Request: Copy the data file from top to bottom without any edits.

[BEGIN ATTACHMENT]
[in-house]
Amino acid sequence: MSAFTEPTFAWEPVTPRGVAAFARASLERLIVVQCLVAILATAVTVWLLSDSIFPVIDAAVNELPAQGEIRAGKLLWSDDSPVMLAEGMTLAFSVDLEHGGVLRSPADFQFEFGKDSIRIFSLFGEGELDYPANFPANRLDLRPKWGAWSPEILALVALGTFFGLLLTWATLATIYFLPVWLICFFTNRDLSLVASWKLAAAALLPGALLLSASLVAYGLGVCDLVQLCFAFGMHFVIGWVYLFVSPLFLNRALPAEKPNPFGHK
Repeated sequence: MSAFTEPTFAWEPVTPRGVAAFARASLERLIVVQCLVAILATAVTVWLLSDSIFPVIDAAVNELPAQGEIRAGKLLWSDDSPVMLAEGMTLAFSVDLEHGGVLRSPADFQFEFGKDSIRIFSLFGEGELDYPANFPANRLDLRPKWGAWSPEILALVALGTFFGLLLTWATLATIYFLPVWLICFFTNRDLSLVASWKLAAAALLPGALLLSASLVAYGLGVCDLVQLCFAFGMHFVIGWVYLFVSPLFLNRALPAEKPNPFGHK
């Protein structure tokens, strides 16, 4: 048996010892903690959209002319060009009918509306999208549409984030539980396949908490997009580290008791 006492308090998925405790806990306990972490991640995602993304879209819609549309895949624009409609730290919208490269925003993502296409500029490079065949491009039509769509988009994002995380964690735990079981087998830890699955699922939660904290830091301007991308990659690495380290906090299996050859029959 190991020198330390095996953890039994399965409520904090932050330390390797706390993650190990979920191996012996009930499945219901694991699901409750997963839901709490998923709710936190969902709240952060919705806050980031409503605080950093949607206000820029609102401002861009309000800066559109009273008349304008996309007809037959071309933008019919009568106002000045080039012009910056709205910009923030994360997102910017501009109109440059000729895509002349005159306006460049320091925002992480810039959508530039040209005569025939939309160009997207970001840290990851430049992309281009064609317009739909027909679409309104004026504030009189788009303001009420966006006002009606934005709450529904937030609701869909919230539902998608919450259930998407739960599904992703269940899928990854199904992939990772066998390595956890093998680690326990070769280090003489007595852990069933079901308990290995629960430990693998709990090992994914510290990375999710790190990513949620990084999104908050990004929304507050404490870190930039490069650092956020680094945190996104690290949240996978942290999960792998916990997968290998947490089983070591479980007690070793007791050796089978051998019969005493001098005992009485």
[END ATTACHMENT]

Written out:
[in-house]
Amino acid sequence: MSAFTEPTFAWEPVTPRGVAAFARASLERLIVVQCLVAILATAVTVWLLSDSIFPVIDAAVNELPAQGEIRAGKLLWSDDSPVMLAEGMTLAFSVDLEHGGVLRSPADFQFEFGKDSIRIFSLFGEGELDYPANFPANRLDLRPKWGAWSPEILALVALGTFFGLLLTWATLATIYFLPVWLICFFTNRDLSLVASWKLAAAALLPGALLLSASLVAYGLGVCDLVQLCFAFGMHFVIGWVYLFVSPLFLNRALPAEKPNPFGHK
Repeated sequence: MSAFTEPTFAWEPVTPRGVAAFARASLERLIVVQCLVAILATAVTVWLLSDSIFPVIDAAVNELPAQGEIRAGKLLWSDDSPVMLAEGMTLAFSVDLEHGGVLRSPADFQFEFGKDSIRIFSLFGEGELDYPANFPANRLDLRPKWGAWSPEILALVALGTFFGLLLTWATLATIYFLPVWLICFFTNRDLSLVASWKLAAAALLPGALLLSASLVAYGLGVCDLVQLCFAFGMHFVIGWVYLFVSPLFLNRALPAEKPNPFGHK
């Protein structure tokens, strides 16, 4: 048996010892903690959209002319060009009918509306999208549409984030539980396949908490997009580290008791 006492308090998925405790806990306990972490991640995602993304879209819609549309895949624009409609730290919208490269925003993502296409500029490079065949491009039509769509988009994002995380964690735990079981087998830890699955699922939660904290830091301007991308990659690495380290906090299996050859029959 190991020198330390095996953890039994399965409520904090932050330390390797706390993650190990979920191996012996009930499945219901694991699901409750997963839901709490998923709710936190969902709240952060919705806050980031409503605080950093949607206000820029609102401002861009309000800066559109009273008349304008996309007809037959071309933008019919009568106002000045080039012009910056709205910009923030994360997102910017501009109109440059000729895509002349005159306006460049320091925002992480810039959508530039040209005569025939939309160009997207970001840290990851430049992309281009064609317009739909027909679409309104004026504030009189788009303001009420966006006002009606934005709450529904937030609701869909919230539902998608919450259930998407739960599904992703269940899928990854199904992939990772066998390595956890093998680690326990070769280090003489007595852990069933079901308990290995629960430990693998709990090992994914510290990375999710790190990513949620990084999104908050990004929304507050404490870190930039490069650092956020680094945190996104690290949240996978942290999960792998916990997968290998947490089983070591479980007690070793007791050796089978051998019969005493001098005992009485």